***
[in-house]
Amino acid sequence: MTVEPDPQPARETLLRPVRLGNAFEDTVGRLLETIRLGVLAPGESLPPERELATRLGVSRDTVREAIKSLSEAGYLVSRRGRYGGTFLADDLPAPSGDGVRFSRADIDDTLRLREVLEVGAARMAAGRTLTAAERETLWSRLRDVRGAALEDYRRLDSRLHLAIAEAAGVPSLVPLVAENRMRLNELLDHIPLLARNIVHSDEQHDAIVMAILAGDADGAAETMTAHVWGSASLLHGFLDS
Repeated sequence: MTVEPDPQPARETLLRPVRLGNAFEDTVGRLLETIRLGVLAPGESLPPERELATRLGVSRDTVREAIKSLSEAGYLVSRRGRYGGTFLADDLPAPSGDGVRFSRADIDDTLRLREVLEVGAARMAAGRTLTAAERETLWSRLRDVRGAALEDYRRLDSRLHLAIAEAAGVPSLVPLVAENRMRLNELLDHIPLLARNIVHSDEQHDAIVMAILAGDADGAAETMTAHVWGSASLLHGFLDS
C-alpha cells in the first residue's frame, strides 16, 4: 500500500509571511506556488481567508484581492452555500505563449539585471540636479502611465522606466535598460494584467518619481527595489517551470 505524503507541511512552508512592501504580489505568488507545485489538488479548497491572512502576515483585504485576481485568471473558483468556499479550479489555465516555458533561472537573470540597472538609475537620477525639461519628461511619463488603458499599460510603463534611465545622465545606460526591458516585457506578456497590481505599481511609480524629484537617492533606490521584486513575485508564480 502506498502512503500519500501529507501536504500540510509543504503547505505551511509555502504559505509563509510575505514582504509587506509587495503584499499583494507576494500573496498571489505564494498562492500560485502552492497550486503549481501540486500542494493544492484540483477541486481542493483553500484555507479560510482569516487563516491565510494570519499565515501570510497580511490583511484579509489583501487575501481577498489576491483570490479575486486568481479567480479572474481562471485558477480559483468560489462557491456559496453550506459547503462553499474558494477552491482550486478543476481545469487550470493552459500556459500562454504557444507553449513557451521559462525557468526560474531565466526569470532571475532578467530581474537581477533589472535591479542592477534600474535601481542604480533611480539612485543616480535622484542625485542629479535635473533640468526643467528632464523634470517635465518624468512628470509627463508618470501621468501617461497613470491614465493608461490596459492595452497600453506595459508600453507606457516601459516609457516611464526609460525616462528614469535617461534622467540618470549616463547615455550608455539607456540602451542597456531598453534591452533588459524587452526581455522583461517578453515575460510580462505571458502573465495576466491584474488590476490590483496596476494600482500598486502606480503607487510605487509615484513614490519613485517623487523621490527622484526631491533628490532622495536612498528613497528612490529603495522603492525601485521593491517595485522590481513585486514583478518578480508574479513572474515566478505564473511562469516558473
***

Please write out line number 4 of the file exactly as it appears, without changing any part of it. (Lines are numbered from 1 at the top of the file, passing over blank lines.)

C-alpha cells in the first residue's frame, strides 16, 4: 500500500509571511506556488481567508484581492452555500505563449539585471540636479502611465522606466535598460494584467518619481527595489517551470 505524503507541511512552508512592501504580489505568488507545485489538488479548497491572512502576515483585504485576481485568471473558483468556499479550479489555465516555458533561472537573470540597472538609475537620477525639461519628461511619463488603458499599460510603463534611465545622465545606460526591458516585457506578456497590481505599481511609480524629484537617492533606490521584486513575485508564480 502506498502512503500519500501529507501536504500540510509543504503547505505551511509555502504559505509563509510575505514582504509587506509587495503584499499583494507576494500573496498571489505564494498562492500560485502552492497550486503549481501540486500542494493544492484540483477541486481542493483553500484555507479560510482569516487563516491565510494570519499565515501570510497580511490583511484579509489583501487575501481577498489576491483570490479575486486568481479567480479572474481562471485558477480559483468560489462557491456559496453550506459547503462553499474558494477552491482550486478543476481545469487550470493552459500556459500562454504557444507553449513557451521559462525557468526560474531565466526569470532571475532578467530581474537581477533589472535591479542592477534600474535601481542604480533611480539612485543616480535622484542625485542629479535635473533640468526643467528632464523634470517635465518624468512628470509627463508618470501621468501617461497613470491614465493608461490596459492595452497600453506595459508600453507606457516601459516609457516611464526609460525616462528614469535617461534622467540618470549616463547615455550608455539607456540602451542597456531598453534591452533588459524587452526581455522583461517578453515575460510580462505571458502573465495576466491584474488590476490590483496596476494600482500598486502606480503607487510605487509615484513614490519613485517623487523621490527622484526631491533628490532622495536612498528613497528612490529603495522603492525601485521593491517595485522590481513585486514583478518578480508574479513572474515566478505564473511562469516558473